Diogenianus, of Heraclea on the Pontus (or in Caria), Greek grammarian, flourished during the reign of Hadrian. He was the author of an alphabetical lexicon, chiefly of poetical words, abridged from the great lexicon (Peri glosson) of Pamphilus of Alexandria (fl. A.D. 50) and other similar works. It was also known by the title Periepgopenetes (for the use of "industrious poor students"). It formed the basis of the lexicon, or rather glossary, of Hesychius of Alexandria, which is described in the preface as a new edition of the work of Diogenianus.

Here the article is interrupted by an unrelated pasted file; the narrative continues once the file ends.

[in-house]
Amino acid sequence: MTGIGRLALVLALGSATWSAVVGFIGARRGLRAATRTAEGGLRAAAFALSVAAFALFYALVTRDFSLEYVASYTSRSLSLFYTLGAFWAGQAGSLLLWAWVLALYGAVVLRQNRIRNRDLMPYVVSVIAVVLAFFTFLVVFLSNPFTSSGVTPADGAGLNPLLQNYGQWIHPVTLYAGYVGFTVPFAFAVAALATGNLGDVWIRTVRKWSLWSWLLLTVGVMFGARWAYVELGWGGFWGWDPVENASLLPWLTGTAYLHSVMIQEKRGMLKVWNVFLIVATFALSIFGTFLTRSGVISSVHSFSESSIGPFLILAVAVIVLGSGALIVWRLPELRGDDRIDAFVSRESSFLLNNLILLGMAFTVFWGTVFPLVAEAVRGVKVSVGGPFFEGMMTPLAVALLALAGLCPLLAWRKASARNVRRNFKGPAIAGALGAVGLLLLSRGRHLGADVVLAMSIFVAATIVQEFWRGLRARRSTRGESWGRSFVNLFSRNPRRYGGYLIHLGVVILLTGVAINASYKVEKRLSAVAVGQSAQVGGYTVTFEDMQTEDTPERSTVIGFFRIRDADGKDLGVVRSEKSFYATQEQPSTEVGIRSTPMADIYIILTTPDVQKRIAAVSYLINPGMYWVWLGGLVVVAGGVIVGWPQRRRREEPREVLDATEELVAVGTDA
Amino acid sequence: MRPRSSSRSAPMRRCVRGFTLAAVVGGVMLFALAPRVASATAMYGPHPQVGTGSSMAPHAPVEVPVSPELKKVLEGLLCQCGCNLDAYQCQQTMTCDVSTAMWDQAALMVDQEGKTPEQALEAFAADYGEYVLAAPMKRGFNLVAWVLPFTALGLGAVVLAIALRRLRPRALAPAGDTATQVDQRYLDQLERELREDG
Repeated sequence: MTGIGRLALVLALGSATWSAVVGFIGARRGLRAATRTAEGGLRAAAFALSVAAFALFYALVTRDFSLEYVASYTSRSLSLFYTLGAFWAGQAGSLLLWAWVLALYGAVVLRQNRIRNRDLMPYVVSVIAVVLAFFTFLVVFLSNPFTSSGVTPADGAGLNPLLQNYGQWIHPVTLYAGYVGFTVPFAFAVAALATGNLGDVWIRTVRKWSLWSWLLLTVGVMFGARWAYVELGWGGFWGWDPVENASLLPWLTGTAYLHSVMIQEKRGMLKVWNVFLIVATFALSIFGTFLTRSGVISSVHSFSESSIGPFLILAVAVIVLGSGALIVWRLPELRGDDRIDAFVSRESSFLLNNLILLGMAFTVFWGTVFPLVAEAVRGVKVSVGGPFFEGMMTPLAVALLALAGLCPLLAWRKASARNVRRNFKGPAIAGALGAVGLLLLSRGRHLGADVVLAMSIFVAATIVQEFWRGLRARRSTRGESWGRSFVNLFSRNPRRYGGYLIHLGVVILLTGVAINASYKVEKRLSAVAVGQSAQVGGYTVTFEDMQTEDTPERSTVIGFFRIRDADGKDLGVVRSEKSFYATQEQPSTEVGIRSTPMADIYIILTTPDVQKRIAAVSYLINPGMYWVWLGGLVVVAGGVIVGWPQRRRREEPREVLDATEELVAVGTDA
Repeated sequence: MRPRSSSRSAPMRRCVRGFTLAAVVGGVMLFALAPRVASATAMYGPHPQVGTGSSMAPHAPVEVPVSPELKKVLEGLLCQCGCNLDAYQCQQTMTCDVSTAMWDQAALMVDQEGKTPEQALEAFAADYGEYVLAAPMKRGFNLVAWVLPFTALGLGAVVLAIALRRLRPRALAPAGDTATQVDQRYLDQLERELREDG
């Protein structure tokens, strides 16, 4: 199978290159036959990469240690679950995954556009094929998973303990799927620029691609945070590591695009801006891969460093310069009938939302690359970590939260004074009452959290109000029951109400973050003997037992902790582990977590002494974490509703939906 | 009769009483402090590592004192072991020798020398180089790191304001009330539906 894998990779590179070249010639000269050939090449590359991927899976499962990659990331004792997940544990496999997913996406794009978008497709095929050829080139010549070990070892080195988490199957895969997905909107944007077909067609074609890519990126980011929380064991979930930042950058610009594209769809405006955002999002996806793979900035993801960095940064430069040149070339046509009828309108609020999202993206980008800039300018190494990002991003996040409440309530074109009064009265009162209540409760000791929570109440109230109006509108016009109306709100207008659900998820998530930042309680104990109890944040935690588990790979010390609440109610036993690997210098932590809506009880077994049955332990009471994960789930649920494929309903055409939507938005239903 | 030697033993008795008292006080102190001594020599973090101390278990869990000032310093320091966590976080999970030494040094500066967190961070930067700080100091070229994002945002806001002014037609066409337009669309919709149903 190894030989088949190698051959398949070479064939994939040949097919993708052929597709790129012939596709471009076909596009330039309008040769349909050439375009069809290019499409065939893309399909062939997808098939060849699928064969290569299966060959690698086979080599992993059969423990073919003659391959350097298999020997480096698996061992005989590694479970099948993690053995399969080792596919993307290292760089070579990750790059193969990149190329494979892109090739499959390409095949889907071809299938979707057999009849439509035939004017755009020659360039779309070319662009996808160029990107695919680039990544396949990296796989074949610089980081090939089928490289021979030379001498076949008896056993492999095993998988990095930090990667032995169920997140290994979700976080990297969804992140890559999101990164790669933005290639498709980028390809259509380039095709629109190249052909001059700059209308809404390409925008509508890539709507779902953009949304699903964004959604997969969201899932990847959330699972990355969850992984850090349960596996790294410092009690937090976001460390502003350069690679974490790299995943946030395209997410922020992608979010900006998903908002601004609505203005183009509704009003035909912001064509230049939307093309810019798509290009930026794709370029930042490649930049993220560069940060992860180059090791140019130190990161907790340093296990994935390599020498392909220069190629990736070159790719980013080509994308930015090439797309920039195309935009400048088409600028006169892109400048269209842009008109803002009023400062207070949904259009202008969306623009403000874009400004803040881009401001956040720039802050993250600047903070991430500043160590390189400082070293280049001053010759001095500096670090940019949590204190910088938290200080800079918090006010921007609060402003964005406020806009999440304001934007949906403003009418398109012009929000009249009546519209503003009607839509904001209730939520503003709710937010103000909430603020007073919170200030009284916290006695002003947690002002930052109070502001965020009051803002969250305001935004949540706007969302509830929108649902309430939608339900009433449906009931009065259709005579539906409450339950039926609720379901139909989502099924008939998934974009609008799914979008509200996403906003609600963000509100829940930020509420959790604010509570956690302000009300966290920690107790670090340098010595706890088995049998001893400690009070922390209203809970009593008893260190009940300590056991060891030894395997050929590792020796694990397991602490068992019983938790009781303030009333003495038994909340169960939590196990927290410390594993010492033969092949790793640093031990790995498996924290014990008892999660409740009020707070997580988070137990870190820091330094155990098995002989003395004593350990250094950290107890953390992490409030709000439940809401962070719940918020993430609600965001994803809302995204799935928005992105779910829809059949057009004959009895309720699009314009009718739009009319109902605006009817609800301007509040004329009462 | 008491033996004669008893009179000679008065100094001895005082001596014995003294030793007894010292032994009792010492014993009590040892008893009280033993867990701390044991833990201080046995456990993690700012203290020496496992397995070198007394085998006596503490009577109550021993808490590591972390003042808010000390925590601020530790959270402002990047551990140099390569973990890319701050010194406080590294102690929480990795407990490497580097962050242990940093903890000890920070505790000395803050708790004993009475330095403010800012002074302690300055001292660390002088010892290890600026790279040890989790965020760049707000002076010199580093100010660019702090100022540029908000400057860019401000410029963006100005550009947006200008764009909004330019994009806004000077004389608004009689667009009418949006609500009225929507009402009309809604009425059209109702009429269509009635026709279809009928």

We still possess a collection of proverbs under his name, probably an abridgement of the collection made by himself from his lexicon (ed. by E. Leutsch and F. W. Schneidewin in Peroeminographi Graeci, i. 1839).
Diogenianus was also the author of an Anthology of epigrams, of treatises on rivers, lakes, fountains, and promontories; and of a list (with map) of all the towns in the world.
From the eleventh edition of The Encyclopedia, 1911. Public domain. The name of the encyclopedia is still a registered trademark, and is therefore not listed here. Some spellings have been changed to reflect the times (and link better) and some editing has been done, for the sake of clarity. Also, the Latin transliterations of Greek words have been used, for lack of a standard Greek font.